Because this is such a powerful, emotional issue, people will do just about anything to prevent anyone from seeing their nude body. And it’s not just members of the opposite sex. This trend has grown to include members of same sex.
Think deeply about this: A few years ago, we had several Anthrax scars. In Seattle, hazardous waste people were rushed to potentially contaminated office buildings. Workers in those offices were rushed out and ushered into areas where the hazardous waste people could hose them down to wash off any possible Anthrax that they may have been contaminated with. Of course, the people had to undress to be hosed down. A Seattle newspaper reported that even at the risk of dying, some of those people refused to undress.
This and other similar stories reveal just how emotionally charged this body issue is.
What’s so disturbing to me is that our children are suffering terribly from the attitudes and beliefs of their gymnophobic parents. Today, some junior high schools have taken out the locker room showers, so the kids never shower after gym class. In high schools, the kids rarely, if ever, shower after PE classes nor do they shower after athletic events. They come to their games dressed in their uniforms and then wear their sweaty uniforms home.
These kids are not able to benefit from seeing other kids their age nude. I believe it’s having a detrimental effect on their self esteem.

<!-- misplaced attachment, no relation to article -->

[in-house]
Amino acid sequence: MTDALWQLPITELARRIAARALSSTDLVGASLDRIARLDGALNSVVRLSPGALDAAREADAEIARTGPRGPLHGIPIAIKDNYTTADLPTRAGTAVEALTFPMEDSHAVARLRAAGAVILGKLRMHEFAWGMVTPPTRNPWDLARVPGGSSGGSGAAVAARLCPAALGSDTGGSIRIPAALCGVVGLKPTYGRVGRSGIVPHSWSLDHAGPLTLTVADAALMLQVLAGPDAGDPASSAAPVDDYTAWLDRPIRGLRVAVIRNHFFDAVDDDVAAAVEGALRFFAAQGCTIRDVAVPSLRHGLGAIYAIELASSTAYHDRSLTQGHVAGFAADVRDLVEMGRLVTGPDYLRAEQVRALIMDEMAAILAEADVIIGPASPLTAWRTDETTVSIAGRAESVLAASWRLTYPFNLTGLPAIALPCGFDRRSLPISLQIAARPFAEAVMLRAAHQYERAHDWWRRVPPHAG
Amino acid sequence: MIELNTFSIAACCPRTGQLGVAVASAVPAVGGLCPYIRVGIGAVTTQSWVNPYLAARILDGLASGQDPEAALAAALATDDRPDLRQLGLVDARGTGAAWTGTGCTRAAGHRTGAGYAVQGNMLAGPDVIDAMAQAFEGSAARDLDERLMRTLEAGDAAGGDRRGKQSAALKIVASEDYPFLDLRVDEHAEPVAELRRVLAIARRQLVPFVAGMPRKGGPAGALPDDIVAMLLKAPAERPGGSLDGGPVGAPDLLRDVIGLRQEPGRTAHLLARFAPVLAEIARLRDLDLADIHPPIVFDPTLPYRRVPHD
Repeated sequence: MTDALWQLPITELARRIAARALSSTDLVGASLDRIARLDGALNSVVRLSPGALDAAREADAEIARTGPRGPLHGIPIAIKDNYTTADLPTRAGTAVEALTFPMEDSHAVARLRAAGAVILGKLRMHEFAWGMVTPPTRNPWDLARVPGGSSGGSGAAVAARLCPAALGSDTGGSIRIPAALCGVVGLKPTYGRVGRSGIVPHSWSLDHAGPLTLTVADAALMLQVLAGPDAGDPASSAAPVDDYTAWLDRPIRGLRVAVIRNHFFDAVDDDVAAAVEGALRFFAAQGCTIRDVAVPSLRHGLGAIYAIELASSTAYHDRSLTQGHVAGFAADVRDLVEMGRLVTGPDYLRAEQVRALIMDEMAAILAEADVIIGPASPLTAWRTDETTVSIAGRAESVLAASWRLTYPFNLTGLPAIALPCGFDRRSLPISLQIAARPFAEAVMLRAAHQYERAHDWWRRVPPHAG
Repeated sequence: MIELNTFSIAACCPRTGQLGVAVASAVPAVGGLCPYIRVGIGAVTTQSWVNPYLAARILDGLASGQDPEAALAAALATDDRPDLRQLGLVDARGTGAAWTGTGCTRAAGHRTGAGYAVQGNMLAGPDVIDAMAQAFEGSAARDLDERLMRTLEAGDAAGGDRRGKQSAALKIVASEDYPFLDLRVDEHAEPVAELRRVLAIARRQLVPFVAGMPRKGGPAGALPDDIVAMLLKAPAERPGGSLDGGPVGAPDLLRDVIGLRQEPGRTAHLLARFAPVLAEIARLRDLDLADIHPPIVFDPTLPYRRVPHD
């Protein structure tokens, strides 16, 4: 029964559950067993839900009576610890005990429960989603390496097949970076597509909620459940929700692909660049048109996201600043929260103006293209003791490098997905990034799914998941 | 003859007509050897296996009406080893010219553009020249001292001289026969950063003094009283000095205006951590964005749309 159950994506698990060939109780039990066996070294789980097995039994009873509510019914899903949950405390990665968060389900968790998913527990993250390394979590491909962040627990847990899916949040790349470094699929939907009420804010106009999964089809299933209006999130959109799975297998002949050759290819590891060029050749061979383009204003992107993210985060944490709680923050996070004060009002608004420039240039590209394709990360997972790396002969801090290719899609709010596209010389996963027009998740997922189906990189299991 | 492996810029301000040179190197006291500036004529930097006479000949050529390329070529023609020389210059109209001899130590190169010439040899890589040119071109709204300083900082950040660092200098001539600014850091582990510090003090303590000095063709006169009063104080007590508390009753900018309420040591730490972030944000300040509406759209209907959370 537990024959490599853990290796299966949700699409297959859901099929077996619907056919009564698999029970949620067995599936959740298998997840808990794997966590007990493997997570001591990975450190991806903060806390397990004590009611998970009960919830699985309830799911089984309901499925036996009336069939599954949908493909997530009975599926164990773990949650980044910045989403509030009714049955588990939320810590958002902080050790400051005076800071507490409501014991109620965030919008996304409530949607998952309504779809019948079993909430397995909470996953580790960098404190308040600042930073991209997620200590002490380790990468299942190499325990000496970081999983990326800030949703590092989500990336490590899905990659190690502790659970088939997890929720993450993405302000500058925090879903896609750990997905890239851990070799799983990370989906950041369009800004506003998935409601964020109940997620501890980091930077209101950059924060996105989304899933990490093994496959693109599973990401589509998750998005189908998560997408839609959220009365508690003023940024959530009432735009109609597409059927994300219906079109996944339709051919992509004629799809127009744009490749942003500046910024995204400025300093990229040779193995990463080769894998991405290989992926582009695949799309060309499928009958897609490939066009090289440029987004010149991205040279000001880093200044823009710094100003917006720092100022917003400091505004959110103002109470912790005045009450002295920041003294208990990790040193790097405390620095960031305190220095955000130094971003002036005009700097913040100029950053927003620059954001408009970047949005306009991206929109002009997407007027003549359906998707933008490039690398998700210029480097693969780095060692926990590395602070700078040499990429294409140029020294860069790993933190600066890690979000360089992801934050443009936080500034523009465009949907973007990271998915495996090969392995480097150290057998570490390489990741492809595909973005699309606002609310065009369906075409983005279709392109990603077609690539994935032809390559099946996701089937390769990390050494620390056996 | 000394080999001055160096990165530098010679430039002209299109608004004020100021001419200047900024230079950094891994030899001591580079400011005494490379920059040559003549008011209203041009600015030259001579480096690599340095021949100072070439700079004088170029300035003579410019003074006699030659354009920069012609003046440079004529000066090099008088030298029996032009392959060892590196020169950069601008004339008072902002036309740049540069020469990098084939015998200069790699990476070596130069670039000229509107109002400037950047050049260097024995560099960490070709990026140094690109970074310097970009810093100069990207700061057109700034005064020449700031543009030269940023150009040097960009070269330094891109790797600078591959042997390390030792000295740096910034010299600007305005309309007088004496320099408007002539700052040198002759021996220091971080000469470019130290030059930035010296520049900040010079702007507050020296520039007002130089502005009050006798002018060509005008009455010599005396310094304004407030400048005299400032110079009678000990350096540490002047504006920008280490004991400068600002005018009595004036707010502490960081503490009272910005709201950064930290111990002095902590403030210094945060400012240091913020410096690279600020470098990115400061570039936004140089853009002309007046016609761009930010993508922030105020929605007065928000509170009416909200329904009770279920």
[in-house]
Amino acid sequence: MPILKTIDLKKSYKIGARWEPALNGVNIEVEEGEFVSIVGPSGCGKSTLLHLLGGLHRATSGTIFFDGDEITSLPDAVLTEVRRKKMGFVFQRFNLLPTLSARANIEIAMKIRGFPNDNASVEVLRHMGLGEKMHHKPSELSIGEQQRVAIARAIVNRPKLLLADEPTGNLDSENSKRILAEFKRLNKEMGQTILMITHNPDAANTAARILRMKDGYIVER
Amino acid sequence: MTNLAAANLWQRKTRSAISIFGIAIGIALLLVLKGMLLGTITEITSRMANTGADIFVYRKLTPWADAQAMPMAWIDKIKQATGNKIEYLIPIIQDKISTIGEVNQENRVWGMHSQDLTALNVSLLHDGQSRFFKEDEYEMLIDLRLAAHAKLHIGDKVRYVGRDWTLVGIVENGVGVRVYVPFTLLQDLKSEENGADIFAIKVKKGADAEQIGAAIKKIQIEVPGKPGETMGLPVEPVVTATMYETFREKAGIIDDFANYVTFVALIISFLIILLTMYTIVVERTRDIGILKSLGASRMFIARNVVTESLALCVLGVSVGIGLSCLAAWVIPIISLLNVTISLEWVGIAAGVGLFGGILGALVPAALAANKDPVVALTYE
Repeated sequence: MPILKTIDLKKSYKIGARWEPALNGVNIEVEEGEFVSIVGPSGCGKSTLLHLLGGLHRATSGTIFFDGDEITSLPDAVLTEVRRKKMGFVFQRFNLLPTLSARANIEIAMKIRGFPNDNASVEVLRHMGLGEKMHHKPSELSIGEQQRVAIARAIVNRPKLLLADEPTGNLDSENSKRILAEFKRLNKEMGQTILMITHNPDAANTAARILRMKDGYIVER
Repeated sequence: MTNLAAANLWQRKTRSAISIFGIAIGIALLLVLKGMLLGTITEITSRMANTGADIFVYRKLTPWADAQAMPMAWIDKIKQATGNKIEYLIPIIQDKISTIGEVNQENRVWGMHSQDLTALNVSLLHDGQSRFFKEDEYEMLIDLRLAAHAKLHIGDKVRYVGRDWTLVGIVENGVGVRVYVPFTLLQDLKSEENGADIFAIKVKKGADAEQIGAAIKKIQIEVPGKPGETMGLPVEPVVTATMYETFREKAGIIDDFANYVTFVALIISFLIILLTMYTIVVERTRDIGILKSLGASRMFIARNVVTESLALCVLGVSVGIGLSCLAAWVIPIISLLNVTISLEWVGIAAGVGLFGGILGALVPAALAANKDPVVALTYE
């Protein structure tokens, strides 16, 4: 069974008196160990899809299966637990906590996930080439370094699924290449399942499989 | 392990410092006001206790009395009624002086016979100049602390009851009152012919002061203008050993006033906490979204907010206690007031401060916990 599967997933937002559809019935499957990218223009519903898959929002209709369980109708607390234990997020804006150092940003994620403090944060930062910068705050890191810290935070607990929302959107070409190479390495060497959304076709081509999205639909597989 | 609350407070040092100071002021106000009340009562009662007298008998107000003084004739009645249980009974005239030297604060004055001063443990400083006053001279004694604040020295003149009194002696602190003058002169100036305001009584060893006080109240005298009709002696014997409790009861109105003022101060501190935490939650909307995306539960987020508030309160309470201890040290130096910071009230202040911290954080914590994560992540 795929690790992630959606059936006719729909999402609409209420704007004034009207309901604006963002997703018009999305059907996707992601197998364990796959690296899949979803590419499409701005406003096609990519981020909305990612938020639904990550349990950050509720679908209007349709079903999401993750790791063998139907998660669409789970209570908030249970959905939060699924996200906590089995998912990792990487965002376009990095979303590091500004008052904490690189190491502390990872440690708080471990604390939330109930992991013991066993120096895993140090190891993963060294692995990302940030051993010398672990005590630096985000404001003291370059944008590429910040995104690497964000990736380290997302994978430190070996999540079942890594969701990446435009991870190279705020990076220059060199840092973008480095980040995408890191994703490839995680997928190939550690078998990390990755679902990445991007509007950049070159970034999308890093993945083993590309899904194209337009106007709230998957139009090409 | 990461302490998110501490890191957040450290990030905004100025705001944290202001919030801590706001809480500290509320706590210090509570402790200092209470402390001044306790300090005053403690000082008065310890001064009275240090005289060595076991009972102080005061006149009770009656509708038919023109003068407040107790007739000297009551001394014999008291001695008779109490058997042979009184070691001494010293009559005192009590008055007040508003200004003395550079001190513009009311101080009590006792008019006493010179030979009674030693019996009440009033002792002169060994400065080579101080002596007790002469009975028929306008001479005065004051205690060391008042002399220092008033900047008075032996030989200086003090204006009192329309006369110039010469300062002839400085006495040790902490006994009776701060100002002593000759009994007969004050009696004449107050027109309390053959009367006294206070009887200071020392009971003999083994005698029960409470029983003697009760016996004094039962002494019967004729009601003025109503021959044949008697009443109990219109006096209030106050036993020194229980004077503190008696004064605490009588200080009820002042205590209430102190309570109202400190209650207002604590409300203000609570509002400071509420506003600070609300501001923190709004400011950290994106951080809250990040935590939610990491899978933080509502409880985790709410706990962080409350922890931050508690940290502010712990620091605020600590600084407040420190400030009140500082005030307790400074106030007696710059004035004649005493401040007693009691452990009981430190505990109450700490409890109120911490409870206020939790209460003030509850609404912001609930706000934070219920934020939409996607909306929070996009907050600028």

I can bet you that even the most “righteous” kid has great curiosity regarding the human body, of both sexes. They want to know what people look like nude. They want to know how they compare. They’re constantly bombarded with what the world says about what manhood and womanhood is.
The question is: Where can they go to have their questions answered? Where is it safe to go?
They really don’t have anywhere safe to go. So, where do they end up going?
To pornography, of course. Not because they’re really lustful and want to participate in sexual material, but because they’re curious. Sure, they may be curious about sex, too, but most of them are going to pornography because they want to know what naked men and women look like.
And what do they see?
Abnormal men and women. “Abnormal” referring to the size of the standard “sexual body parts.”
Since this is their reference point, and since they never see other kids or adults nude, how can they possibly feel anything other than a failure to measure up? Even adults in locker rooms now cover up!